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Journal Article

Evolutionary convergence in experimental Pseudomonas populations


Rainey,  Paul B.
Department Microbial Population Biology, Max Planck Institute for Evolutionary Biology, Max Planck Society;

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Lind, P. A., Farr, A. D., & Rainey, P. B. (2017). Evolutionary convergence in experimental Pseudomonas populations. The ISME Journal, 11, 589-600. doi:10.1038/ismej.2016.157.

Cite as: https://hdl.handle.net/11858/00-001M-0000-002C-3AD2-0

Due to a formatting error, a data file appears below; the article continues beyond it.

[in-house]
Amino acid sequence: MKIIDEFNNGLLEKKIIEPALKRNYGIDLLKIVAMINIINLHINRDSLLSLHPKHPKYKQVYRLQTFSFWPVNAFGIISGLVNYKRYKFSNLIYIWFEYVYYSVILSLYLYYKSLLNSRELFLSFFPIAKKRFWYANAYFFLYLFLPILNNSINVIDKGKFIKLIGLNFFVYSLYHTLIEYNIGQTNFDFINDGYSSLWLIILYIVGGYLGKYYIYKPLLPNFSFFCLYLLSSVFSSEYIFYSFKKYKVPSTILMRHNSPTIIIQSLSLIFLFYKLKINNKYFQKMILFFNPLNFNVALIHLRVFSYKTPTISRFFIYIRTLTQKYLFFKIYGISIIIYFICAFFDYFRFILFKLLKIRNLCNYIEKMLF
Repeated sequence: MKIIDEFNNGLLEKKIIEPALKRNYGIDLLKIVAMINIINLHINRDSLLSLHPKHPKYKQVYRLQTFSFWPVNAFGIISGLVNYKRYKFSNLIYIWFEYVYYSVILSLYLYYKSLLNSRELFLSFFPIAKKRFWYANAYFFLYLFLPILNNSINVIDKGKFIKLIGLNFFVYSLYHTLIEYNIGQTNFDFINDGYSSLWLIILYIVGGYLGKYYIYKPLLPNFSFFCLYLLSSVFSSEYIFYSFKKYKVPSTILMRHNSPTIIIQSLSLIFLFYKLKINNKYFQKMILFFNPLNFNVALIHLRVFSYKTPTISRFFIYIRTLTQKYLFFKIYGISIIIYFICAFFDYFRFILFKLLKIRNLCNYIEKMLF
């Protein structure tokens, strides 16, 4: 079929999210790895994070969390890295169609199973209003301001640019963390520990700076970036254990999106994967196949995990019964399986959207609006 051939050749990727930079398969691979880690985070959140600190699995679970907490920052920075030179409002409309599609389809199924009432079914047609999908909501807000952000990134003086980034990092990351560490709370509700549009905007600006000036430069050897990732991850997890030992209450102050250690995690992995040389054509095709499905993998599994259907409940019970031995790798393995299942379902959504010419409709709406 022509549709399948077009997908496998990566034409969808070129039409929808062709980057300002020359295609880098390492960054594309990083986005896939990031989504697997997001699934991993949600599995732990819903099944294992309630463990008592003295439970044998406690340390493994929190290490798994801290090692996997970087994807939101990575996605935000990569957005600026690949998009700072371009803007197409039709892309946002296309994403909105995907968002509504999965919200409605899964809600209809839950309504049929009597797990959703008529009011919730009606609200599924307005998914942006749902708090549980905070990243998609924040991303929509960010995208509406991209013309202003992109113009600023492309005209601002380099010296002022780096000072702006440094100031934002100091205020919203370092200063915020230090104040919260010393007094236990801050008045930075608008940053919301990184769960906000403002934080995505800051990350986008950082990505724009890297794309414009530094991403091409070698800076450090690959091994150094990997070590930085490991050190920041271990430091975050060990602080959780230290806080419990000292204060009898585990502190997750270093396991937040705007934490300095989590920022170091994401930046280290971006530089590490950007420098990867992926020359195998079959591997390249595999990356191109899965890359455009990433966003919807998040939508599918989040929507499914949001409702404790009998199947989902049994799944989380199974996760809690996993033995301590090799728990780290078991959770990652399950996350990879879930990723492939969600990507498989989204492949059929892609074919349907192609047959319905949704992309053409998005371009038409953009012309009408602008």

Model microbial systems provide opportunity to understand the genetic bases of ecological traits, their evolution, regulation and fitness contributions. Experimental populations of Pseudomonas fluorescens rapidly diverge in spatially structured microcosms producing a range of surface-colonising forms. Despite divergent molecular routes, wrinkly spreader (WS) niche specialist types overproduce a cellulosic polymer allowing mat formation at the air–liquid interface and access to oxygen. Given the range of ways by which cells can form mats, such phenotypic parallelism is unexpected. We deleted the cellulose-encoding genes from the ancestral genotype and asked whether this mutant could converge on an alternate phenotypic solution. Two new traits were discovered. The first involved an exopolysaccharide encoded by pgaABCD that functions as cell–cell glue similar to cellulose. The second involved an activator of an amidase (nlpD) that when defective causes cell chaining. Both types form mats, but were less fit in competition with cellulose-based WS types. Surprisingly, diguanylate cyclases linked to cellulose overexpression underpinned evolution of poly-beta-1,6-N-acetyl-d-glucosamine (PGA)-based mats. This prompted genetic analyses of the relationships between the diguanylate cyclases WspR, AwsR and MwsR, and both cellulose and PGA. Our results suggest that c-di-GMP regulatory networks may have been shaped by evolution to accommodate loss and gain of exopolysaccharide modules facilitating adaptation to new environments.The ISME Journal advance online publication, 2 December 2016; doi:10.1038/ismej.2016.157. © 2016 International Society for Microbial Ecology